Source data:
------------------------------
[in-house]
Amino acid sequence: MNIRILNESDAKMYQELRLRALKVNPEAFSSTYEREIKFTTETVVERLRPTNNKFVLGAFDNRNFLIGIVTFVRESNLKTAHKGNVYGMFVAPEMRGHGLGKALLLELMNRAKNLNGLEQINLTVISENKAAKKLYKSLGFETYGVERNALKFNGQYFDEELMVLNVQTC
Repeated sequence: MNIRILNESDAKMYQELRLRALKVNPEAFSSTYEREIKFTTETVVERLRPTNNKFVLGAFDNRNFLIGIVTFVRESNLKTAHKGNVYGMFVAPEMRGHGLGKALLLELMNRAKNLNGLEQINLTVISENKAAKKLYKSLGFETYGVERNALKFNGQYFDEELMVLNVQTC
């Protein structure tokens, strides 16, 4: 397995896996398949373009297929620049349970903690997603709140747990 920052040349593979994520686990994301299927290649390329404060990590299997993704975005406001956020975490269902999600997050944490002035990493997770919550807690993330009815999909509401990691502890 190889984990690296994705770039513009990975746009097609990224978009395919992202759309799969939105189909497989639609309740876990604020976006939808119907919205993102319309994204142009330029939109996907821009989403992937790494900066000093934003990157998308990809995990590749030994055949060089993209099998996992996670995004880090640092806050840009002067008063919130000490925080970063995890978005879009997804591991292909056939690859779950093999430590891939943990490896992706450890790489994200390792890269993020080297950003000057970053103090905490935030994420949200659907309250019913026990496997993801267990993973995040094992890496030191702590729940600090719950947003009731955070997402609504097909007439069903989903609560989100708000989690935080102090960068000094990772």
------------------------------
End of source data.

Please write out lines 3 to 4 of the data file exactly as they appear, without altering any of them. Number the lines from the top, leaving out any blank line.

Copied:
Repeated sequence: MNIRILNESDAKMYQELRLRALKVNPEAFSSTYEREIKFTTETVVERLRPTNNKFVLGAFDNRNFLIGIVTFVRESNLKTAHKGNVYGMFVAPEMRGHGLGKALLLELMNRAKNLNGLEQINLTVISENKAAKKLYKSLGFETYGVERNALKFNGQYFDEELMVLNVQTC
């Protein structure tokens, strides 16, 4: 397995896996398949373009297929620049349970903690997603709140747990 920052040349593979994520686990994301299927290649390329404060990590299997993704975005406001956020975490269902999600997050944490002035990493997770919550807690993330009815999909509401990691502890 190889984990690296994705770039513009990975746009097609990224978009395919992202759309799969939105189909497989639609309740876990604020976006939808119907919205993102319309994204142009330029939109996907821009989403992937790494900066000093934003990157998308990809995990590749030994055949060089993209099998996992996670995004880090640092806050840009002067008063919130000490925080970063995890978005879009997804591991292909056939690859779950093999430590891939943990490896992706450890790489994200390792890269993020080297950003000057970053103090905490935030994420949200659907309250019913026990496997993801267990993973995040094992890496030191702590729940600090719950947003009731955070997402609504097909007439069903989903609560989100708000989690935080102090960068000094990772």